Youth work has been struggling to get recognition and visibility in general and particularly difficult has been acknowledgement and recognition of the learning taking place in youth work. Young people may well gain some of their most valuable competences participating in youth work, but getting these recognised in formal education or by employers is still very hard. This in spite of a variety of instruments available. Do you think Open Badges could be so-called game-changers in this and why?

First – Open Badges are not only good for explaining what has been gained from youth work or what youth work is about. They also help to show that the youth sector is using systemic tools. Sometimes others cannot understand why youth work doesn’t have a simple and structured way of working. We know why – because we want to respond to diverse needs, we want to respond to different situations and we are able to do it, we are trained to do it – for us it is a natural way of working. Still, other sectors are much more organised. With the help of badge systems, we can have dynamics, flexibility and diversity included in recognition. At the same time, we can also show that we are using systemic tools to help young people to understand better what they are gaining and we can communicate it in a professional way. Therefore, for me it’s not only that we explain ourselves better, but that we use a systemic, organised tool that is still flexible for our needs.

Concerning the potential of Open Badges – imagine the world in 10-20 years. How much technology will be everywhere around us! How much data will be around us – created, generated, visualised! How many things will be connected! If I look into such a possible future, I really do not see how this future could work out for us if we are still using instruments which are from the last millennium, even the last century. Unless things get digital, they will not be able to bring value. If we look at companies that create best-paid jobs, they don’t use paper documents to recruit, they use other instruments. By using outdated instruments we lock young people in the past rather than preparing them for a future.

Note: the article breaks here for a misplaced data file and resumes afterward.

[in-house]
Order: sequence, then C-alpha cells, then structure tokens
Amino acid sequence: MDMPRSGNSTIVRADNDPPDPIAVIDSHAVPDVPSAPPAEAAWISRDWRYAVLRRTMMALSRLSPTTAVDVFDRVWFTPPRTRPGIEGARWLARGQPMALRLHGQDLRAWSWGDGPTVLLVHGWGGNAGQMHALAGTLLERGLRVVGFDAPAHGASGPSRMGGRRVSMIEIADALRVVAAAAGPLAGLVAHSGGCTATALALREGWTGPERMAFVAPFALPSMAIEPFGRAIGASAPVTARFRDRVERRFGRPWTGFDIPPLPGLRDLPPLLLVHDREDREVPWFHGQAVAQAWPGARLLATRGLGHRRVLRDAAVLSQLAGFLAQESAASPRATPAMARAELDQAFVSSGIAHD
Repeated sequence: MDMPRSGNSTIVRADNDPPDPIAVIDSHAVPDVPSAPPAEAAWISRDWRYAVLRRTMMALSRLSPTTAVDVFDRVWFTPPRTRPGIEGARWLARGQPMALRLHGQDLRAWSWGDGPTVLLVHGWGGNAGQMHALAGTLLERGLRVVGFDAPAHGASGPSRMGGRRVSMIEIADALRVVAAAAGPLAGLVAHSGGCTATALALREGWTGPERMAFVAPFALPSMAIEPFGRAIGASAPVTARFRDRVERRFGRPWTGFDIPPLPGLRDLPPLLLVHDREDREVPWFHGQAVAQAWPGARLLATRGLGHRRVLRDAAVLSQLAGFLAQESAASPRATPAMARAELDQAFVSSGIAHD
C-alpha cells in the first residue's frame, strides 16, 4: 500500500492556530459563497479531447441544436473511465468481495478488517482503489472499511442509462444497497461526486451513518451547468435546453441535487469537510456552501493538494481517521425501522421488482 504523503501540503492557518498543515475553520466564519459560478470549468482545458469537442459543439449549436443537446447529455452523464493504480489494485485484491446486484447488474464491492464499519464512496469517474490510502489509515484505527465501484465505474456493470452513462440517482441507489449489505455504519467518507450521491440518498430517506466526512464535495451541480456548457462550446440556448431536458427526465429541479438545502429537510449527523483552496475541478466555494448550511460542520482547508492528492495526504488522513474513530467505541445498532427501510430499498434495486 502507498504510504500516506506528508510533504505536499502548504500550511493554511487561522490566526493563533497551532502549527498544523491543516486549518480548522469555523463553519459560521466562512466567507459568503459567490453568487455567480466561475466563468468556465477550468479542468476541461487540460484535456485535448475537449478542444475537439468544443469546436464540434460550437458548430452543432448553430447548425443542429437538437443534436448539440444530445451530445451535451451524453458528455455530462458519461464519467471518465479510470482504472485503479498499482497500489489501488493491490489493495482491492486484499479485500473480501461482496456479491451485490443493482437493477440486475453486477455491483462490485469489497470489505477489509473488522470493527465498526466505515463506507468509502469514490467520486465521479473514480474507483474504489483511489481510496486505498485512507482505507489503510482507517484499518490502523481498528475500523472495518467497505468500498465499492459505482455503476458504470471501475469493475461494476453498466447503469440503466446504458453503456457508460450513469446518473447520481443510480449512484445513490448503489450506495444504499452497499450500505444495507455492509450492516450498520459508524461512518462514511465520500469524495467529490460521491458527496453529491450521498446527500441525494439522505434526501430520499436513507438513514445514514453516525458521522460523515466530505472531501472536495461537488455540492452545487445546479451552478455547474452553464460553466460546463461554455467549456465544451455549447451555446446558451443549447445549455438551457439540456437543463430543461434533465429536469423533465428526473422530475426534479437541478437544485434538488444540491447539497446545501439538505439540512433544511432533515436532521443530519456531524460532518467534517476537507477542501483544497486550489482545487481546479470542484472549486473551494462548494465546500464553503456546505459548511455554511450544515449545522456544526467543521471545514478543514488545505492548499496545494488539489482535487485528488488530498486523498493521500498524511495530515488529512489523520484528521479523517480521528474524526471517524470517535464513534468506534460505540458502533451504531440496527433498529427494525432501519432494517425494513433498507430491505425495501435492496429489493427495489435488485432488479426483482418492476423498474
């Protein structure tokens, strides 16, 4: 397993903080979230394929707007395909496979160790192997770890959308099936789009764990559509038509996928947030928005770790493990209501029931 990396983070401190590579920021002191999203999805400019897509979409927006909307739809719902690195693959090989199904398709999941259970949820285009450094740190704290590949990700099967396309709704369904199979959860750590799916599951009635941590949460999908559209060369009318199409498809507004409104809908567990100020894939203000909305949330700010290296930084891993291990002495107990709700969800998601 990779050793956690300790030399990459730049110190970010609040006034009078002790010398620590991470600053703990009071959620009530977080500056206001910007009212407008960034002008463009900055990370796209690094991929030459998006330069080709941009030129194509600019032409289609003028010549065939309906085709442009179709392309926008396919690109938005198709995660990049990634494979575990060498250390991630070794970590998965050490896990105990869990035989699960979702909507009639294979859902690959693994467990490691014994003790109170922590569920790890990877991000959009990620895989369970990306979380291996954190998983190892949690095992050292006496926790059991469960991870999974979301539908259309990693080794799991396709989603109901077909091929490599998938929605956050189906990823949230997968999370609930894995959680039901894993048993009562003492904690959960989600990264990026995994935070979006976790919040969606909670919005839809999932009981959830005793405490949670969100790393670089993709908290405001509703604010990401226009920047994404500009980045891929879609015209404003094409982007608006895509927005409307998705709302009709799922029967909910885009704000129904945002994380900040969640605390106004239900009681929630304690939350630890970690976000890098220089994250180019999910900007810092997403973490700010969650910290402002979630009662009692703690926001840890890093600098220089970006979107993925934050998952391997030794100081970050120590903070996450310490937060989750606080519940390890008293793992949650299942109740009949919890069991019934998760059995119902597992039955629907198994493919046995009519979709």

And I’m not saying that Open Badges are the only thing to be used and developed. We also realise the limitations of Open Badges. There are platforms that allow you to record anything that you consider learning, providing you with insights about your habits of learning. There are platforms using machine learning, where, based on how you have learnt in the past, it is possible to offer you best exercises to do next. There are ideas on how to use blockchain for issuing certificates, etc. It is not necessarily Open Badges, but what I want to promote is thinking within our sector that we should look at what is coming rather than only focusing on what we have to solve now. And – it is not just using technology, it is using it smartly and critically.

Digital tools often come with worries about privacy, screen time, etc. – are Open Badges addressing these types of worries, how?

Sometimes when presenting Open Badges to young people I get the critical questions about the privacy, etc. Then at the break, the same young people go online to Facebook, Instagram, Snapchat and they don’t question the privacy there or to whom the data belongs. New things get questioned.

Open Badges were programed and developed as a technical standard for recognising skills and achievements by the Mozilla Foundation. The Mozilla Foundation is doing a lot to make sure that privacy is respected and that the badge earner would be in full control of their data. These values are also built into Open Badge technology. The new EU legislation on data rights will help to ensure minimising risks. But – there will be always risks – there were risks when TV came around, when people started to use fire …